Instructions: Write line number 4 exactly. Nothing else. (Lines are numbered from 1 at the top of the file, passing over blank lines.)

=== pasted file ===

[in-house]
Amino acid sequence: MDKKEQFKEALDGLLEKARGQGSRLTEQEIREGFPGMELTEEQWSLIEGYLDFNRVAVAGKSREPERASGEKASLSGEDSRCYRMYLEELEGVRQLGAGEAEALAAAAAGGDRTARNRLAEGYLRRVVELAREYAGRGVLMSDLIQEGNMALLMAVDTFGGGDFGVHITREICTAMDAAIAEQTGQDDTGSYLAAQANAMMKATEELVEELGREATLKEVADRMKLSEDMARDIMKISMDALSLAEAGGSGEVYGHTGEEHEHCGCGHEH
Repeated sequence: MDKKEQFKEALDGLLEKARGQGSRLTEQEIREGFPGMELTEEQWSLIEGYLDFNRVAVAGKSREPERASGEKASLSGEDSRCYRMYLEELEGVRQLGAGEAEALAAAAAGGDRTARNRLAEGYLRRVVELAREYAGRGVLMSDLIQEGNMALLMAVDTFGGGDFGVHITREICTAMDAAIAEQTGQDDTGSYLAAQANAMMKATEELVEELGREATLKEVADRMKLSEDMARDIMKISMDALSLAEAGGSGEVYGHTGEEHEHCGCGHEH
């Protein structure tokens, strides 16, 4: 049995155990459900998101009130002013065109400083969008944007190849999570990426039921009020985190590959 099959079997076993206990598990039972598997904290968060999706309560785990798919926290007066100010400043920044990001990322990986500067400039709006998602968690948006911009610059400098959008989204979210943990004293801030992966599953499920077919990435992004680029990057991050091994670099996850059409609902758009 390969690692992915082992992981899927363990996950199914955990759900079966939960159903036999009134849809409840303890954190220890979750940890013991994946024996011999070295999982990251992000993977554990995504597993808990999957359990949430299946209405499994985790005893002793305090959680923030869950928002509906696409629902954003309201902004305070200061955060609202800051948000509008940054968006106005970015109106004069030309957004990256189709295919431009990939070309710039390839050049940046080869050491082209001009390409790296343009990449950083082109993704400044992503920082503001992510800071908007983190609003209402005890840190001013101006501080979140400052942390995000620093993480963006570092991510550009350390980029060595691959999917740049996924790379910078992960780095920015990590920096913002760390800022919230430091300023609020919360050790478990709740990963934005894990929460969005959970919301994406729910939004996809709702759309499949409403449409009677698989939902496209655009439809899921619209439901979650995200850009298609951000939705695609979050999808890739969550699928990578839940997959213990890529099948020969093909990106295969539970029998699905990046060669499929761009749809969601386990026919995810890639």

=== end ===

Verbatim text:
């Protein structure tokens, strides 16, 4: 049995155990459900998101009130002013065109400083969008944007190849999570990426039921009020985190590959 099959079997076993206990598990039972598997904290968060999706309560785990798919926290007066100010400043920044990001990322990986500067400039709006998602968690948006911009610059400098959008989204979210943990004293801030992966599953499920077919990435992004680029990057991050091994670099996850059409609902758009 390969690692992915082992992981899927363990996950199914955990759900079966939960159903036999009134849809409840303890954190220890979750940890013991994946024996011999070295999982990251992000993977554990995504597993808990999957359990949430299946209405499994985790005893002793305090959680923030869950928002509906696409629902954003309201902004305070200061955060609202800051948000509008940054968006106005970015109106004069030309957004990256189709295919431009990939070309710039390839050049940046080869050491082209001009390409790296343009990449950083082109993704400044992503920082503001992510800071908007983190609003209402005890840190001013101006501080979140400052942390995000620093993480963006570092991510550009350390980029060595691959999917740049996924790379910078992960780095920015990590920096913002760390800022919230430091300023609020919360050790478990709740990963934005894990929460969005959970919301994406729910939004996809709702759309499949409403449409009677698989939902496209655009439809899921619209439901979650995200850009298609951000939705695609979050999808890739969550699928990578839940997959213990890529099948020969093909990106295969539970029998699905990046060669499929761009749809969601386990026919995810890639």